Heavily made up, hair dyed blonde, buxom Jennifer Arcuri managed to elicit tens of thousands of pounds of British tax-payers’ money and some very useful business contacts thanks to Boris Johnson. Priti Patel (who was forced to resign as international development secretary following a conflict of interest arising from secret meetings with the Israeli government) is now Johnson’s Home Secretary. #integrity
Apparently Université Toulouse III (Paul Sabatier) was founded in 1229, making it one of the world’s oldest universities (along with Oxford & the Sorbonne). Dreary, soulless it’s endless, functional concrete blocks could be from a Communist era. History and grandeur are notably absent. 31,000 students – but where are the cafés, the restaurants, the places to hang out and have fun??
Bugatti turned up again yesterday, sadly not in good shape. He disappeared during extended weeks of heatwave. His shell is cracked and something horrible has happened to his front left leg – all claws missing. I have no idea what happened and can’t find a vet who will look at a tortoise.
First we had Dutch elm disease, now it’s ash dieback, sudden- acute- & chronic oak death, chestnut leaf miner, red band needle blight and bleeding canker. Whole species of trees are disappearing. But it’s not just fungi -insects are wrecking havoc: longhorn and spruce bark beetles, pine weevils, lappet moths, emerald ash and bronze birch borers…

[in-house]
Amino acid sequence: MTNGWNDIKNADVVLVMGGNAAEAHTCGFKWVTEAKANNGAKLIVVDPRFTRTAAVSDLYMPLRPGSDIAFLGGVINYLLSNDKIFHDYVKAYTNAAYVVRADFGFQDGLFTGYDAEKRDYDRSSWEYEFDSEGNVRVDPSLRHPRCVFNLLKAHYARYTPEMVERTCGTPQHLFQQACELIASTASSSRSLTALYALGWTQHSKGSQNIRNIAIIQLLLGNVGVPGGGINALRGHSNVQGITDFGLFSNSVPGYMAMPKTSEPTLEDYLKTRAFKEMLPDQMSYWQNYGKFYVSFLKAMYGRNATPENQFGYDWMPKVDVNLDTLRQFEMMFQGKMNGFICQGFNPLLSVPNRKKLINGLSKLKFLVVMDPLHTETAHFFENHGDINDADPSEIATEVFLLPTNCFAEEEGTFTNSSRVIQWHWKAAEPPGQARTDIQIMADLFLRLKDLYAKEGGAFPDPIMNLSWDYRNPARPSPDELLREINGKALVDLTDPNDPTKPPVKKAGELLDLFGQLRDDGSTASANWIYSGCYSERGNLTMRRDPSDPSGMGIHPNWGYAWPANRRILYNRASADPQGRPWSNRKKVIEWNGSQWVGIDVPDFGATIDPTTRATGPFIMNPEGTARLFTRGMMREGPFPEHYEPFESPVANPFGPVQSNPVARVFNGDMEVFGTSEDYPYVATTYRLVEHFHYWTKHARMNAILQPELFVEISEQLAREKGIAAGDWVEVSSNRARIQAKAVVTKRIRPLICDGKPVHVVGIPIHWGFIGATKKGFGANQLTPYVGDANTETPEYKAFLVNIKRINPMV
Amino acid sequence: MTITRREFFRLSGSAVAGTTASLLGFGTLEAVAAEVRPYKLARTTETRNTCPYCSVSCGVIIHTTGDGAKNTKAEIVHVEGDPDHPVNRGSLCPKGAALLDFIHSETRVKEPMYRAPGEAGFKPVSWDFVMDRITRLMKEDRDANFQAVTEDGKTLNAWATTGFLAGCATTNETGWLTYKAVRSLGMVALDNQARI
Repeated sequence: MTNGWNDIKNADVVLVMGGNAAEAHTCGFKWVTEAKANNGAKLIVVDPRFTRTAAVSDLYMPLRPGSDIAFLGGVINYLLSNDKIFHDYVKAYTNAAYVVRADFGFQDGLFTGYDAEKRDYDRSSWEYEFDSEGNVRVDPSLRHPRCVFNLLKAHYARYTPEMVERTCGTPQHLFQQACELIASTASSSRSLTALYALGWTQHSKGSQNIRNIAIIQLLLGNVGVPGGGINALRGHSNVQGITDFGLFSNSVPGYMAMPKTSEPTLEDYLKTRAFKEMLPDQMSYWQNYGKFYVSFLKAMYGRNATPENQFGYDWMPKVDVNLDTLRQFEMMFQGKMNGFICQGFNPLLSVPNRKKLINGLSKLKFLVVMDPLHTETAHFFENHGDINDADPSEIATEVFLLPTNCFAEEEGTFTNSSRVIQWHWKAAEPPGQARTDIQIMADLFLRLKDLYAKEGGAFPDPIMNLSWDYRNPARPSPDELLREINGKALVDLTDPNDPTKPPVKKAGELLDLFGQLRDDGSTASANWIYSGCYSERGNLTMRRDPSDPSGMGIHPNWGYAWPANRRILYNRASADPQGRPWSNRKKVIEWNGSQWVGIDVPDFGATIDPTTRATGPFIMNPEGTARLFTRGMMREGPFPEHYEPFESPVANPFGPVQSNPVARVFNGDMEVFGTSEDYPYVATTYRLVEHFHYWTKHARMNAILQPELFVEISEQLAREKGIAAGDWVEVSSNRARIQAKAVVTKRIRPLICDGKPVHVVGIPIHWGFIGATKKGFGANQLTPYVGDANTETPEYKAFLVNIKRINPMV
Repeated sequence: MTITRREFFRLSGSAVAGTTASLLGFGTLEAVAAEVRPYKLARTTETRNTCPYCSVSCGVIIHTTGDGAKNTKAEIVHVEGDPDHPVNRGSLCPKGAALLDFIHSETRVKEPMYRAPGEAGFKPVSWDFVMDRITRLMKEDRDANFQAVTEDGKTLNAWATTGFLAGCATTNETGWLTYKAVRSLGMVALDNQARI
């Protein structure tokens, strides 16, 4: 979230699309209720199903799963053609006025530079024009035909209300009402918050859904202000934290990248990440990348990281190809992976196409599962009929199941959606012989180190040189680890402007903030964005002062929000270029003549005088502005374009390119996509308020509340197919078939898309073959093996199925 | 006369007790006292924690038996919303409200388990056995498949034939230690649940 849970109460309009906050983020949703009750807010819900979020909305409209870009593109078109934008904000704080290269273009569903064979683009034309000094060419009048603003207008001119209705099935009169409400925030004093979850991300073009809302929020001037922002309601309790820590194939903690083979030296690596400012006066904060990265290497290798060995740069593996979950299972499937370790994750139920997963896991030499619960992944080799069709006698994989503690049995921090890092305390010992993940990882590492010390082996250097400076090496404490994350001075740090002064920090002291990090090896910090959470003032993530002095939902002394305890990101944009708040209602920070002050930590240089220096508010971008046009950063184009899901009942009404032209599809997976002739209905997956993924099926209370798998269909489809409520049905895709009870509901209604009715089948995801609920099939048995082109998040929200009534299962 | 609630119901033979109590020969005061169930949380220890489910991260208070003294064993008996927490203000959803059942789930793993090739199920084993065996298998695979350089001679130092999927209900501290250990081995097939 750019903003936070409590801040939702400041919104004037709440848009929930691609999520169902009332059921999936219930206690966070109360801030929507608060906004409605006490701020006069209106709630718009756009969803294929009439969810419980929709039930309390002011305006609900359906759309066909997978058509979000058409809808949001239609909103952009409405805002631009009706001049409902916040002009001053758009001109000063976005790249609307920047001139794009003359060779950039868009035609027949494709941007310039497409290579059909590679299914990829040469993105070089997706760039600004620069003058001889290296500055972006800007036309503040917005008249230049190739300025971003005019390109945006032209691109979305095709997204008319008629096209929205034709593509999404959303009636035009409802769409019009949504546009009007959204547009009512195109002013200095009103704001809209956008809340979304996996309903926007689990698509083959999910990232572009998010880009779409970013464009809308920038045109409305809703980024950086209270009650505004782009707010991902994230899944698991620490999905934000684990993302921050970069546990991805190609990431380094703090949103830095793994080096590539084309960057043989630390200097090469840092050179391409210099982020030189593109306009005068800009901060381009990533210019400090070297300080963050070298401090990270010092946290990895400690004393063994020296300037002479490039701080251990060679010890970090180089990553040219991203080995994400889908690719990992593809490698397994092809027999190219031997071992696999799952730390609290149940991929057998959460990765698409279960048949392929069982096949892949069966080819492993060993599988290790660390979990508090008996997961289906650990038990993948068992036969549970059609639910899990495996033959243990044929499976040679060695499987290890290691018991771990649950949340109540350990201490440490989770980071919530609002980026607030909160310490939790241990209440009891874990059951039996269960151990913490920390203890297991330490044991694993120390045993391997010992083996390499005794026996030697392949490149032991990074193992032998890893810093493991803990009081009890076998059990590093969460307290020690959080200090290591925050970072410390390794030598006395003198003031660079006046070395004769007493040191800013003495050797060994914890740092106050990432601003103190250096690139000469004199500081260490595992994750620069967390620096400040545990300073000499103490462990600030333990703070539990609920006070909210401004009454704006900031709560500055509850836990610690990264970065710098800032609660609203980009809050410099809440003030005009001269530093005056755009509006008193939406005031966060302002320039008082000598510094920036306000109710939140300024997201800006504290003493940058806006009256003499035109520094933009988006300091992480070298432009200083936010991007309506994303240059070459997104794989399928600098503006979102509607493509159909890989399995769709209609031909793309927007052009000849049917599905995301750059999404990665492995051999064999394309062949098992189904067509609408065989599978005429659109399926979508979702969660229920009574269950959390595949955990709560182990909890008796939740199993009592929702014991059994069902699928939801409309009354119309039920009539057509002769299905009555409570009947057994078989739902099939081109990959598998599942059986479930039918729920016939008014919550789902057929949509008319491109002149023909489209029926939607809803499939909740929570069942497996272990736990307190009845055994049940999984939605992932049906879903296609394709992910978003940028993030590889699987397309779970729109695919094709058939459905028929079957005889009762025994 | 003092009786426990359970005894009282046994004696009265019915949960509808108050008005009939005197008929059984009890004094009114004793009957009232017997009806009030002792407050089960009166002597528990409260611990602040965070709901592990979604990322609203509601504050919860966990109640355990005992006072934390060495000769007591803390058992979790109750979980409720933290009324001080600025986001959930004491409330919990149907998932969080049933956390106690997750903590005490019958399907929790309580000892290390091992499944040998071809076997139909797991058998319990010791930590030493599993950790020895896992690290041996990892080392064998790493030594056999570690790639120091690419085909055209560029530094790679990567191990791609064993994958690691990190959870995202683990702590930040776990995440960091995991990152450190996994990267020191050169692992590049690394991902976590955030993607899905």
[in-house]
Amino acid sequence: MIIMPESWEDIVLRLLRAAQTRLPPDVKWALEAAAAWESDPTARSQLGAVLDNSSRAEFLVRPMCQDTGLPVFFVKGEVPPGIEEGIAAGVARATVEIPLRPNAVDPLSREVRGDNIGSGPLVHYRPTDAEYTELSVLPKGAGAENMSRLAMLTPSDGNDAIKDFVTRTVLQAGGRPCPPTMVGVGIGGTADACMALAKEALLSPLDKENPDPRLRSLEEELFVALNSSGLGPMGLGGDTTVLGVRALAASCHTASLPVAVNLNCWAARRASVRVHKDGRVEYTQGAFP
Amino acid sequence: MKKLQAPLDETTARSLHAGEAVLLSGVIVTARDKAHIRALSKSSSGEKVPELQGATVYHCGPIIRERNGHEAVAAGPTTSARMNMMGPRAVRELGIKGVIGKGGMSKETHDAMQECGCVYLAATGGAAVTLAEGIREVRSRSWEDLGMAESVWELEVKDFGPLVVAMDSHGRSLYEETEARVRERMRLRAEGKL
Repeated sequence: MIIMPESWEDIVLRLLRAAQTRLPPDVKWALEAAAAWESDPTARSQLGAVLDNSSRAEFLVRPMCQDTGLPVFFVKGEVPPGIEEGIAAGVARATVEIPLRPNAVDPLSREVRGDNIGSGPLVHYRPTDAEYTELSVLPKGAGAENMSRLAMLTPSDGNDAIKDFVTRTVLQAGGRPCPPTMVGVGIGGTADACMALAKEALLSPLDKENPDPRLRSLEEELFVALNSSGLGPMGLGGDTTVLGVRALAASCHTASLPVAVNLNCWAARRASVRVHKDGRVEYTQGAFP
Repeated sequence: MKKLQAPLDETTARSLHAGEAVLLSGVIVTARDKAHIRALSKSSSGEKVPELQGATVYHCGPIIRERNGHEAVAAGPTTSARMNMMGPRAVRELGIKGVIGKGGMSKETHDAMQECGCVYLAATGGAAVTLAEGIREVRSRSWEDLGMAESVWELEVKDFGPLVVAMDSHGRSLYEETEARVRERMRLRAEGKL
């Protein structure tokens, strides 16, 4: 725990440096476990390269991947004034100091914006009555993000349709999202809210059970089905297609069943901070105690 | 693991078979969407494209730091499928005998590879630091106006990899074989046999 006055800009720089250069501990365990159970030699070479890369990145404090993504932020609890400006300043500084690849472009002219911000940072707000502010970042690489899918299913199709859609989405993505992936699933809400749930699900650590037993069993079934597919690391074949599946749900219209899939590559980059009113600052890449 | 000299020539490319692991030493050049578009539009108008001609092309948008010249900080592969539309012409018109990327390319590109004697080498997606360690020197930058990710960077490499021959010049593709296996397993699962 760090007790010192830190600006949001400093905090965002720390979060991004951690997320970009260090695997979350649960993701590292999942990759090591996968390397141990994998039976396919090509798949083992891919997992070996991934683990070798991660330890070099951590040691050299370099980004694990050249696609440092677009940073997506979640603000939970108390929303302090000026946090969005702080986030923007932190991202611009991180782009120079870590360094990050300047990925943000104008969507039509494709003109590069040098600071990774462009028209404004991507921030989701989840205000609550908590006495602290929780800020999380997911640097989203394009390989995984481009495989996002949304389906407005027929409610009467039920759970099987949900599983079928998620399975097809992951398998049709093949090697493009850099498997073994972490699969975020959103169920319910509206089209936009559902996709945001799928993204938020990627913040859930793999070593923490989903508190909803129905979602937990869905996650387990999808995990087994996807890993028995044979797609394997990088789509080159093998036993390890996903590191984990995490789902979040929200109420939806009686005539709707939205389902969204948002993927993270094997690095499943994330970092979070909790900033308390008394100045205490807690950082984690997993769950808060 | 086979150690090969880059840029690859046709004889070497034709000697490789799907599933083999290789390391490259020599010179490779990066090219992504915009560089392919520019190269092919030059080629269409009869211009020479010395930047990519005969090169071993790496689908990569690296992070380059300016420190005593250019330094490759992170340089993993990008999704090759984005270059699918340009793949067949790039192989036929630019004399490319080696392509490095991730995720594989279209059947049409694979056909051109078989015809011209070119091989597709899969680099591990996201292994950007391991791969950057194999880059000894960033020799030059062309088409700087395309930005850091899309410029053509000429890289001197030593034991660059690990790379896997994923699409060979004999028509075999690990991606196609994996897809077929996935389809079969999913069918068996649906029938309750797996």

Carol Rutter believes Shakespeare himself might have played the part of Margaret in Henry VI.iii – a fascinating idea. What a terrific role! York says she has a tiger’s heart wrapped in a woman’s hide. Willing to risk all to see her son inherit the throne, she straps on armour and takes up arms while her husband sits praying.
Carol Rutter suggests the reason Shakespeare wrote so well for women is that he was taught, at school, to think emotionally by understanding the structure of Latin texts. The Greek work “ethopoeia” involves studying emotion to create a character. Would that not be a profitable use of school time – developing an understanding of the workings of women’s minds?!